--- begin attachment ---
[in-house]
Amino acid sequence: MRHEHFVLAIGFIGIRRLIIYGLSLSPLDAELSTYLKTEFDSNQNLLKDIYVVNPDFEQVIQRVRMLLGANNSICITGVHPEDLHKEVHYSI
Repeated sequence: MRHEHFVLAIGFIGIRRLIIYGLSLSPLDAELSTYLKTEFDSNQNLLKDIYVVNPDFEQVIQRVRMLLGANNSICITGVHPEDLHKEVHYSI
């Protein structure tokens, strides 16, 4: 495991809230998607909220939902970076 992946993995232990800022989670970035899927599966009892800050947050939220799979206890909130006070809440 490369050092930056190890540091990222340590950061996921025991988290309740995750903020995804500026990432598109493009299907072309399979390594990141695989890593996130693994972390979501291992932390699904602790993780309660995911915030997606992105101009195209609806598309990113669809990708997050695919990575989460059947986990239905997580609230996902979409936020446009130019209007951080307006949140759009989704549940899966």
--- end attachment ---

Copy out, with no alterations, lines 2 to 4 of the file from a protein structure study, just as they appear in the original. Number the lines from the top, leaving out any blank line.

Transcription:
Amino acid sequence: MRHEHFVLAIGFIGIRRLIIYGLSLSPLDAELSTYLKTEFDSNQNLLKDIYVVNPDFEQVIQRVRMLLGANNSICITGVHPEDLHKEVHYSI
Repeated sequence: MRHEHFVLAIGFIGIRRLIIYGLSLSPLDAELSTYLKTEFDSNQNLLKDIYVVNPDFEQVIQRVRMLLGANNSICITGVHPEDLHKEVHYSI
């Protein structure tokens, strides 16, 4: 495991809230998607909220939902970076 992946993995232990800022989670970035899927599966009892800050947050939220799979206890909130006070809440 490369050092930056190890540091990222340590950061996921025991988290309740995750903020995804500026990432598109493009299907072309399979390594990141695989890593996130693994972390979501291992932390699904602790993780309660995911915030997606992105101009195209609806598309990113669809990708997050695919990575989460059947986990239905997580609230996902979409936020446009130019209007951080307006949140759009989704549940899966």